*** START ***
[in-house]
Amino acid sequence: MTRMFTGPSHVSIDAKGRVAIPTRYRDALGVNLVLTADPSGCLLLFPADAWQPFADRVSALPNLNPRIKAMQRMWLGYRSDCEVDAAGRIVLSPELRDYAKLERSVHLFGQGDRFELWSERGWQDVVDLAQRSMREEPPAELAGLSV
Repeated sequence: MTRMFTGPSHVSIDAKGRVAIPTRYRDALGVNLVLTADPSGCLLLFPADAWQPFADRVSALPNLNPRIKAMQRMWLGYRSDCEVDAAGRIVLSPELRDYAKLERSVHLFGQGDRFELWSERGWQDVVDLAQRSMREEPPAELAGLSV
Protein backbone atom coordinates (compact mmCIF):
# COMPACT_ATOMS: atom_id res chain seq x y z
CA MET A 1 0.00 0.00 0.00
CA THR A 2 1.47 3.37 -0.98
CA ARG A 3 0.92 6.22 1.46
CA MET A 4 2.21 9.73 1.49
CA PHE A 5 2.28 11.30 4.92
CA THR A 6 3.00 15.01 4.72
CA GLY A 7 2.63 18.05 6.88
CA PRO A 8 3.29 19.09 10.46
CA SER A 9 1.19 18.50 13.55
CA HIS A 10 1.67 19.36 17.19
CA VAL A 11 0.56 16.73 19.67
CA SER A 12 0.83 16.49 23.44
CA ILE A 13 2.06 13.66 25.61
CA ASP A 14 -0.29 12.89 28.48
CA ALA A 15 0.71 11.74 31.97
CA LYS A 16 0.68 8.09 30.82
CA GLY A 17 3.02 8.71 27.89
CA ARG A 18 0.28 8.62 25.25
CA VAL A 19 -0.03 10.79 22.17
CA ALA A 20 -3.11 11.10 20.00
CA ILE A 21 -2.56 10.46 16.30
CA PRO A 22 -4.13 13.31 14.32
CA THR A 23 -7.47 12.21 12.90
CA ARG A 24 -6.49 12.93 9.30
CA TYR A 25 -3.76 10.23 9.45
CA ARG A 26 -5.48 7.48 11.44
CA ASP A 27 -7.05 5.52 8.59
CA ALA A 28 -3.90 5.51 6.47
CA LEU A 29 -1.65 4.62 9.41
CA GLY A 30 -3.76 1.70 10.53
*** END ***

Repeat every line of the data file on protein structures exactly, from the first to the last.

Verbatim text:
[in-house]
Amino acid sequence: MTRMFTGPSHVSIDAKGRVAIPTRYRDALGVNLVLTADPSGCLLLFPADAWQPFADRVSALPNLNPRIKAMQRMWLGYRSDCEVDAAGRIVLSPELRDYAKLERSVHLFGQGDRFELWSERGWQDVVDLAQRSMREEPPAELAGLSV
Repeated sequence: MTRMFTGPSHVSIDAKGRVAIPTRYRDALGVNLVLTADPSGCLLLFPADAWQPFADRVSALPNLNPRIKAMQRMWLGYRSDCEVDAAGRIVLSPELRDYAKLERSVHLFGQGDRFELWSERGWQDVVDLAQRSMREEPPAELAGLSV
Protein backbone atom coordinates (compact mmCIF):
# COMPACT_ATOMS: atom_id res chain seq x y z
CA MET A 1 0.00 0.00 0.00
CA THR A 2 1.47 3.37 -0.98
CA ARG A 3 0.92 6.22 1.46
CA MET A 4 2.21 9.73 1.49
CA PHE A 5 2.28 11.30 4.92
CA THR A 6 3.00 15.01 4.72
CA GLY A 7 2.63 18.05 6.88
CA PRO A 8 3.29 19.09 10.46
CA SER A 9 1.19 18.50 13.55
CA HIS A 10 1.67 19.36 17.19
CA VAL A 11 0.56 16.73 19.67
CA SER A 12 0.83 16.49 23.44
CA ILE A 13 2.06 13.66 25.61
CA ASP A 14 -0.29 12.89 28.48
CA ALA A 15 0.71 11.74 31.97
CA LYS A 16 0.68 8.09 30.82
CA GLY A 17 3.02 8.71 27.89
CA ARG A 18 0.28 8.62 25.25
CA VAL A 19 -0.03 10.79 22.17
CA ALA A 20 -3.11 11.10 20.00
CA ILE A 21 -2.56 10.46 16.30
CA PRO A 22 -4.13 13.31 14.32
CA THR A 23 -7.47 12.21 12.90
CA ARG A 24 -6.49 12.93 9.30
CA TYR A 25 -3.76 10.23 9.45
CA ARG A 26 -5.48 7.48 11.44
CA ASP A 27 -7.05 5.52 8.59
CA ALA A 28 -3.90 5.51 6.47
CA LEU A 29 -1.65 4.62 9.41
CA GLY A 30 -3.76 1.70 10.53